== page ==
Labor of love brings music to life

Music ranges from solo cello to choir and chamber orchestra

Posted: Thursday, September 12, 2002

Juneau musician Bruce Simonson has assembled a choir of two dozen singers and more than a dozen musicians to bring the music of Bach, Mendelssohn and Faure to the community. The two free concerts are a labor of love for Simonson, who is conducting as well as producing the performances.

Simonson said music serves as antidote and inspiration in difficult times and he hopes this music might provide some solace for those who may be sad or introspective around the anniversary of Sept. 11. He said it's also an opportunity to simply experience truly wonderful chamber music on its own terms.

Faure's Requiem is the centerpiece of the concert. At least a half-dozen well-known composers have set the Catholic requiem Mass, or funeral Mass, to music and Faure's is probably the most modern and least bombastic.

"Almost all of the 'fire and brimstone' portions of the traditional requiem Mass are omitted from Faure's version - it's a gentle piece, in my mind, written in large part for those who survive the departed," Simonson said. "It's a far subtler statement of peace and hope for the world, than can be provided by a direct reading of the Requiem Mass itself."

The Requiem features the entire ensemble. The soprano solo will be sung be 10-year-old Wendy Byrnes and the baritone solo will be sung by Bill Garry.

"Bruce has a lot of vision and works hard to get it authentic," said keyboardist Laurie Clough, who will play harpsichord in the Brandenburg concerto and organ in Faure's Requiem. "He could've cut corners but he didn't. It's more trouble and there's a lot more people involved."

Clough's daughter Wendy is featured as the soprano soloist in the Faure piece, a part that was written for a boy soprano. Clough said having a child sing the part instead of simply getting a woman in the choir to step out for the solo is one example of Simonson's standard. For the Sixth Brandenburg Concerto, Simonson tracked down a harpsichord as well, rather than substituting a more convenient keyboard. Clough has been practicing on the instrument at home for the past month.

"It's a neat-sounding instrument," Clough said. "It's attracted a lot of attention from my kids' friends - most people have never even seen one."

When Bach composed his six Brandenburg Concertos around the turn of the 1700s, the piano had not yet been invented. Unlike the piano, where mallets strike the strings, the strings are plucked in a harpsichord.

"The feel of a real harpsichord is different from a piano or organ, if you play it harder it's not louder," Clough said. "It's a delicate instrument. In this piece, the string players have all the difficult stuff. They have so much variety they can do with dynamics and expression."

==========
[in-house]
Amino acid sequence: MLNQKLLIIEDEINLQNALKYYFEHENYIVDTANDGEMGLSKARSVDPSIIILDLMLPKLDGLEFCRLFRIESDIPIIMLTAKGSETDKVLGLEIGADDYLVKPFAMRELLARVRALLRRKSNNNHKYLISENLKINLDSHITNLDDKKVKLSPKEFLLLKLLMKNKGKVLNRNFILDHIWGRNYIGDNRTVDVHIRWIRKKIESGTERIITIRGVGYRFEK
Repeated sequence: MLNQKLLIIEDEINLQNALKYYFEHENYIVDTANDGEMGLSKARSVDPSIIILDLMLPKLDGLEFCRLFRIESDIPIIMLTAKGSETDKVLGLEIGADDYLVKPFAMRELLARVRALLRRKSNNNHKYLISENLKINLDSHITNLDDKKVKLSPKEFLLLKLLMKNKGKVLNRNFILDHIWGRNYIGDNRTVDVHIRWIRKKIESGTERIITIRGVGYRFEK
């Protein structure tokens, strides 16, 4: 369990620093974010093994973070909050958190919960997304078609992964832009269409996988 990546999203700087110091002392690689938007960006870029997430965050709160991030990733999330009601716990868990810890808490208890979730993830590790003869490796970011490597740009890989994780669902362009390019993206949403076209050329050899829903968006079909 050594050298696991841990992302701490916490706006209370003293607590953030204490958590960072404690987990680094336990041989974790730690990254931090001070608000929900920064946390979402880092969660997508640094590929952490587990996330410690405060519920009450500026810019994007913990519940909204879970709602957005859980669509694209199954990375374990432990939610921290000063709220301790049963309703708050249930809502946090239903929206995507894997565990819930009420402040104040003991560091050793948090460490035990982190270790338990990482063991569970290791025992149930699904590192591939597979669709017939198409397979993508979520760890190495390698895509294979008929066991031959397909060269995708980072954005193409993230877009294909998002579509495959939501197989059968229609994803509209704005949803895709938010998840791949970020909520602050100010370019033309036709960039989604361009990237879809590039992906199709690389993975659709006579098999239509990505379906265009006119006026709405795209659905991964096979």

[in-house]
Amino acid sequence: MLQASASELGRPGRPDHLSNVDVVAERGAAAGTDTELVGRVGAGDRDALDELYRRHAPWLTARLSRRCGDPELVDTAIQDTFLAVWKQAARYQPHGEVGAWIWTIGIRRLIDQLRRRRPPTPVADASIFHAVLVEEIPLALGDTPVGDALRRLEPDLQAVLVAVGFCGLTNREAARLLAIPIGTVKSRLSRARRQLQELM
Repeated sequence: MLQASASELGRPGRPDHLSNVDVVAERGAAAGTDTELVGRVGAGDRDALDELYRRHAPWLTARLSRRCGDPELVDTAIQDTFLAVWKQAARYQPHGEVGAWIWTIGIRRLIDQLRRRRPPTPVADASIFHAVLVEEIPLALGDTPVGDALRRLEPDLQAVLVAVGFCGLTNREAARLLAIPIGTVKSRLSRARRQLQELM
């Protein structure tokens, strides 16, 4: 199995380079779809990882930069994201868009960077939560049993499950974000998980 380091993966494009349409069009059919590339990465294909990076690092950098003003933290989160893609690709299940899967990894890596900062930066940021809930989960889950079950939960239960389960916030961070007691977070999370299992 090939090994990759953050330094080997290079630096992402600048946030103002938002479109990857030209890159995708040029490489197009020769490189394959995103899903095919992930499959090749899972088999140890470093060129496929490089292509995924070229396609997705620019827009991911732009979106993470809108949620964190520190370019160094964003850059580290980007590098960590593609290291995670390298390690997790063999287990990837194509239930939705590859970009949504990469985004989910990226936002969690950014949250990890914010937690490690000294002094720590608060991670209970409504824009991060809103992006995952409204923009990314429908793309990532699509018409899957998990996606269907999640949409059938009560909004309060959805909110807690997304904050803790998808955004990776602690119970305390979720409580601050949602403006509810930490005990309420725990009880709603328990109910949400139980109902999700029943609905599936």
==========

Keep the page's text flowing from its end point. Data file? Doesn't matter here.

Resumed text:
Juneau Bach Society Concert with chamber orchestra and chorus

When: 8 p.m. Saturday, Sept. 14, and 3 p.m. Sunday, Sept. 15.

Where: Holy Trinity Episcopal Church.

Tickets: Free, donations accepted at the door

placeholder tickets at Hearthside & Rainy Day Books.

Program: Faure's Requiem, with soprano Wendy Byrnes and baritone Bill Garry; Bach's Brandenburg Concerto No. 6 with violists Andrew Schirmer and Julia Bastuscheck; Bach's Cello Suite 2 in D minor with David Austin; Mendelssohn's variation of the "Dona nobis pacem," ("grant us peace in our time") featuring cellists David Austin and Jane Albrecht.

Simonson called the piece a tour de force for violists.

"It contains some of the finest melodic lines I am aware of in Bach's works," he said. "It's about solo violas, solo cellos. I really love the cello. It has a wonderful range, it can play quite high and the lows are rich and warm."

The cellos and violas are playing the parts that would typically be written for violins. Because the music was written to emphasize the higher notes on the cello and violas, it has an uncommon sound.

"It's going to be a treat - the highest voice in the piece is the middle voice of the string quartet. It changes the sonority of the piece," said violist Julia Bastuscheck. "The violas are not often showcased, so that's why this is so special for us."

Bastuscheck said Bach constructed beautiful, multi-layered harmonies throughout the piece.

"There's a lot going on all the time," she said. "At least six-part harmony, plus the bass line. It's phenomenal writing. The way he does the counterpoint is incredible."

Bach also wrote a collection of six suites for solo cello. David Austin will be featured as the lone cellist performing Bach's Second Cello Suite, in D minor. Austin, who earned his master of music arts degree at Yale University in 1970, is an accomplished musician who lives with his family at the Mount Bether Bible Center, a small religious community near Hoonah. He has taught cello and played with the Juneau Symphony for many years. He'll join violists Andrew Schirmer and Julia Bastuscheck as the featured soloists for the Brandenburg Concerto.

Austin said Bach had a gift for composing for the cello, and this piece in particular lays well on the instrument. It's very cellistic, he said.

"D minor is a good key on the cello," he said. "It's a very sober piece, very serious. He must have been in a very cerebral mood when he wrote this."

The concert also will include a short work by Mendelssohn, featuring Austin and Juneau cellist Jane Albrecht, as well as the chamber orchestra and chorus. The piece is a German setting of "Dona nobis pacem," which means "Grant us peace in our time."

Riley Woodford can be reached at

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